The Tribunal is an extension of the Bishop’s judicial governance of the Diocese of Memphis. Though the bishop himself is the primary judge in the Diocese, he usually entrusts this part of his ministry to the Tribunal. Our Tribunal is staffed and assisted by priests, deacons, and lay persons trained in canon law together with their support staff. All tribunal procedures are carried out in accordance with the 1983 Code of Canon Law and relevant Instructions from the Holy See.
Though the Tribunal is competent in many legal matters, the primary work of our Tribunal pertains to matrimonial matters, especially declarations of nullity (annulments). The ministry of the Tribunal is one part of the Church’s effort to offer healing and hope to those whose marriage has failed. The Tribunal investigates these situations to determine whether, in certain instances, the parties may be free to remarry in the Catholic Church.
Faithful to Catholic doctrine, we maintain the innate dignity of marriage and the inviolability of the bond of marriage. At the same time, we live in an imperfect society in which divorce is a common reality. In accord with Canon Law, all previously married individuals (Catholic or not) have the right to seek clarification of the canonical status of their previous marriage(s).
By decree of the Apostolic Signatura, the Tribunal also serves as a Court of Second Instance (Appeal) for matrimonial cases from the Tribunal of the Dioceses of Nashville and Knoxville.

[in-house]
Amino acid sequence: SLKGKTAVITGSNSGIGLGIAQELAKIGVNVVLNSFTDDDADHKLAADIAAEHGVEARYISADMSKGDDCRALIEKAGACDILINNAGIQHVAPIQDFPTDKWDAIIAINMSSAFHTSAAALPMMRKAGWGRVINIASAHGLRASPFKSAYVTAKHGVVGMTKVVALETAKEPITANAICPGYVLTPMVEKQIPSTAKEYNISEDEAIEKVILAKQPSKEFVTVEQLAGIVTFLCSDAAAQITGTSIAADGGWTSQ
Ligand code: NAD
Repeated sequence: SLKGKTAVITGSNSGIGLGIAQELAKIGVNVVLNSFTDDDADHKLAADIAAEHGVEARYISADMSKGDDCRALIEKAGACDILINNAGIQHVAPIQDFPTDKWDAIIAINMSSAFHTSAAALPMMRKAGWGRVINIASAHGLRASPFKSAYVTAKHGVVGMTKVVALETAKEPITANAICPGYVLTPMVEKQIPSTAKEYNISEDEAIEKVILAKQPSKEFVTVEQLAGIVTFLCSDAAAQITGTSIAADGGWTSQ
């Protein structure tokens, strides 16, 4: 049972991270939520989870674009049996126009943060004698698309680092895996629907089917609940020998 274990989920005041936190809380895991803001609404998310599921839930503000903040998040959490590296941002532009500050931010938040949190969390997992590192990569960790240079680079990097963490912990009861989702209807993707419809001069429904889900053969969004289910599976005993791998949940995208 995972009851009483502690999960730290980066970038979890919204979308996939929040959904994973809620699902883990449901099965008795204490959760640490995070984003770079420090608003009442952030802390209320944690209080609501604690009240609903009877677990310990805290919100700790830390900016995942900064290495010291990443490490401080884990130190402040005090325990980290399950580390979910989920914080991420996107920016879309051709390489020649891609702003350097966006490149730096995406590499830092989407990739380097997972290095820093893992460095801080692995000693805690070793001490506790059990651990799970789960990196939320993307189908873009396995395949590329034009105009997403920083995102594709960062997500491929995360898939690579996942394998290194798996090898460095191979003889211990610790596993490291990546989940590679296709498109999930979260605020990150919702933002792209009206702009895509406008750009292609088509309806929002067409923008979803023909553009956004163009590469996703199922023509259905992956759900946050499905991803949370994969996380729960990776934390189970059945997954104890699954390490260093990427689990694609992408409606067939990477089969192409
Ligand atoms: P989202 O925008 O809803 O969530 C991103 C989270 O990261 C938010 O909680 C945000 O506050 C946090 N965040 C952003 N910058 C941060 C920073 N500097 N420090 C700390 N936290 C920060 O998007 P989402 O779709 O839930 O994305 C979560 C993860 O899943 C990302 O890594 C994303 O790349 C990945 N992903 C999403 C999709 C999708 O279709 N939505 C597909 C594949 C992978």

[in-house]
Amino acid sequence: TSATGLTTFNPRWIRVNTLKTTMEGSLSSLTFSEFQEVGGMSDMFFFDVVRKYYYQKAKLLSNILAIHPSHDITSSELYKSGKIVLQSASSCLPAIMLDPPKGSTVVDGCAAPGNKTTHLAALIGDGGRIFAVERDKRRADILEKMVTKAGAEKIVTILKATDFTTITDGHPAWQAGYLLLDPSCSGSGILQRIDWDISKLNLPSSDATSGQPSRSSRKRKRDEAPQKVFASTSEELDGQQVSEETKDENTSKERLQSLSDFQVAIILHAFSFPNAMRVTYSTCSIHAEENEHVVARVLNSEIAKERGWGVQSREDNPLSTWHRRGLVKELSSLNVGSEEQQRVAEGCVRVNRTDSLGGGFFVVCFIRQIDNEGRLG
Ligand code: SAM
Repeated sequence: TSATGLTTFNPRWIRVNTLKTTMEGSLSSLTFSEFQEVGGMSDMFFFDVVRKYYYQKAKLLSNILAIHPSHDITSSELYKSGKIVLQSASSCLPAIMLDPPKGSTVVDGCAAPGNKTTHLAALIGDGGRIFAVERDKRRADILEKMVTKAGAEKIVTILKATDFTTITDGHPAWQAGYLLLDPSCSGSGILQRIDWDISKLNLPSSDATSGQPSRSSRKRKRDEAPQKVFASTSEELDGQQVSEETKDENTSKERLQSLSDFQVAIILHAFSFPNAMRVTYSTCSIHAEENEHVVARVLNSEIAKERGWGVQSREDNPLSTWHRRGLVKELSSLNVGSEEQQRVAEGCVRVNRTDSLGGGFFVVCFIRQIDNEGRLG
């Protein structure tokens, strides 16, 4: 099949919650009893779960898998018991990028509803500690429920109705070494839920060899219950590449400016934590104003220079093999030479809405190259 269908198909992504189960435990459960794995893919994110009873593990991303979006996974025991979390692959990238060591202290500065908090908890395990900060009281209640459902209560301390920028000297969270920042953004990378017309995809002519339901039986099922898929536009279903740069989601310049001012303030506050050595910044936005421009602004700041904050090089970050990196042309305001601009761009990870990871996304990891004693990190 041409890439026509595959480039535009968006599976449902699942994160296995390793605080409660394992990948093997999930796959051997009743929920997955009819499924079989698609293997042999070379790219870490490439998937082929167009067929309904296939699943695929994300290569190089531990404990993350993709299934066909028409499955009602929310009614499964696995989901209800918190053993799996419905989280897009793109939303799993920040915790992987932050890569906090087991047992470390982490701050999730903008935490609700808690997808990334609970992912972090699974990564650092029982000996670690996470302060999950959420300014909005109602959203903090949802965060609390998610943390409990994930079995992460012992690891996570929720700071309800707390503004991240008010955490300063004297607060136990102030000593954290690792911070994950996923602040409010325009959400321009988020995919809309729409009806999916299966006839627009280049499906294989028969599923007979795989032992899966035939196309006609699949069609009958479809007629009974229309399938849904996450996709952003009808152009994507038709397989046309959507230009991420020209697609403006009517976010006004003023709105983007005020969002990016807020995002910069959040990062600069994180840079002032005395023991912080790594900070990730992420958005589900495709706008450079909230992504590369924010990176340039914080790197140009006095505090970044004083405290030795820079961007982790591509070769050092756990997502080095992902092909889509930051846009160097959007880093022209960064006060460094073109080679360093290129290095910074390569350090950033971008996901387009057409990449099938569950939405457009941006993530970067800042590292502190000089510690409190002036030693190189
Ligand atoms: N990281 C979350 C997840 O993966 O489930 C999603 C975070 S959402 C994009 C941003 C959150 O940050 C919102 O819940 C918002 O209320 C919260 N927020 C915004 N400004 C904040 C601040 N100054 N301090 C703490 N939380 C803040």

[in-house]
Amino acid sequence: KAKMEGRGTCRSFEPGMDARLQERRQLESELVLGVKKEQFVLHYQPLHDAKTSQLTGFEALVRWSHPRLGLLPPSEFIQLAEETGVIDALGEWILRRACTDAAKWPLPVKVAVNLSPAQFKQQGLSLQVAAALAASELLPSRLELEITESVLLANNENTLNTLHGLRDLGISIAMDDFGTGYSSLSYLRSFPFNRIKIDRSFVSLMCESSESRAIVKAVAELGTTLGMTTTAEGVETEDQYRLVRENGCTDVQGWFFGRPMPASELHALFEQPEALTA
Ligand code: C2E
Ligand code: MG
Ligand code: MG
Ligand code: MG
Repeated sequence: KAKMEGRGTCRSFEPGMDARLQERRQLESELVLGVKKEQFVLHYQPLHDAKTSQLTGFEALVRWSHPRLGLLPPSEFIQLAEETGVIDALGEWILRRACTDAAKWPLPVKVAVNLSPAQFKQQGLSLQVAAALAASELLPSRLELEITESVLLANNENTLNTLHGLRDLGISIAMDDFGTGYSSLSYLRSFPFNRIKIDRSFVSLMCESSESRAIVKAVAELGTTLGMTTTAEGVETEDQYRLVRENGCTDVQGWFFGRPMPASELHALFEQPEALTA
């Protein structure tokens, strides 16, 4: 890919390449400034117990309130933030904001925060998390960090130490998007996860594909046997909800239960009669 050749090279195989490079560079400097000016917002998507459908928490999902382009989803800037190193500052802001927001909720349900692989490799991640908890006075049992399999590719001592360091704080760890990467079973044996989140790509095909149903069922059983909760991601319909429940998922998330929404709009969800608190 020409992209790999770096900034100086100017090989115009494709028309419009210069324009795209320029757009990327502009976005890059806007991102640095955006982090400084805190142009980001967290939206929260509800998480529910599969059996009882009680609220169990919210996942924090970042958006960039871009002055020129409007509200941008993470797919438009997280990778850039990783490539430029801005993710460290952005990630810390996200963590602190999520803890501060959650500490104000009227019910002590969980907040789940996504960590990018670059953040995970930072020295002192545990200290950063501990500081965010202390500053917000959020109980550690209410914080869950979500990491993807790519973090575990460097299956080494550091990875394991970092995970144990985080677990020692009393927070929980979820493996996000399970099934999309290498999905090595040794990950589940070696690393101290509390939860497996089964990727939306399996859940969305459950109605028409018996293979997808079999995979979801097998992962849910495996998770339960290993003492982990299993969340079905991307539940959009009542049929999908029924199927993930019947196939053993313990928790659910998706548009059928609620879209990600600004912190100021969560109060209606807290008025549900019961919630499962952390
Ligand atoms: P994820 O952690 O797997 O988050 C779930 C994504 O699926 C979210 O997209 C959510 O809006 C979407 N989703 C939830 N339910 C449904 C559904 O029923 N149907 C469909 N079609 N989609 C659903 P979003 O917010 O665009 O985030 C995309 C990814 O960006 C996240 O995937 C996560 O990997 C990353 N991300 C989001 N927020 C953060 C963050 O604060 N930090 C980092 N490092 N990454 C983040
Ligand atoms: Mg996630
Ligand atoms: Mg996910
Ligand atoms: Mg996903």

We hope that the following information will help you to become acquainted with our ministry on behalf of the Church.
Our beloved tribunal administrative assistant, Mrs. Nancy Hennessey, has decided to retire after 17 years of service to our Tribunal. We had the joy of celebrating a party with her on December 16th to celebrate her 80th birthday and to wish her well in retirement.
All of us at the Tribunal will miss her greatly. Her kindness and warmth were appreciated by everyone in the Tribunal and everyone at the Catholic Center.
May the Lord bless her abundantly for her service to the Church.
Very Rev. James Clark, J.C.L.
Adjutant Judicial Vicars
Rev. Msgr. Peter P. Buchignani, P.A., J.C.L.
Rev. Jaimes Ponce, J.C.D.
Very Rev. James Clark, J.C.L., J.V.
Rev. Msgr. Peter P. Buchignani, P.A., J.C.L.
Rev. Jaimes Ponce, J.C.D.
Mrs. Anna Lynn, J.C.L.
Rev. Charles Bauer
Mrs. Cindy Ettingoff, Esq.
Defenders of the Bond
Miss Ashley Voeller, J.C.L.
Rev. Carlos Donato da Silva
Rev. Augustine de Armond, O.P.
Rev. Simon Hoang, S.V.D.
Rev. J. Antonio Romo Romo, S.V.D.
Rev. Dennis Schenkel
Rev. Robert J. Stellini
Deacon Ernie Albonetti
Deacon Michael Blome
Deacon Mick Hovanec
Deacon William Lifsey
Deacon James McBride
Deacon Robert Walker, M.D.
Deacon Frank Williams
Mr. James Brewster
Mrs. Angela “Po” Canale (Full-time)
Mrs. Karen Clark
Ms. Lynn Cozart
Mr. Paul Dooley
Mr. Joaquin Espadas
Mrs. Cindy Ettingoff, Esq.
Mr. David Woods
Miss Kimberly Kelsey
Miss Kimberly Kelsey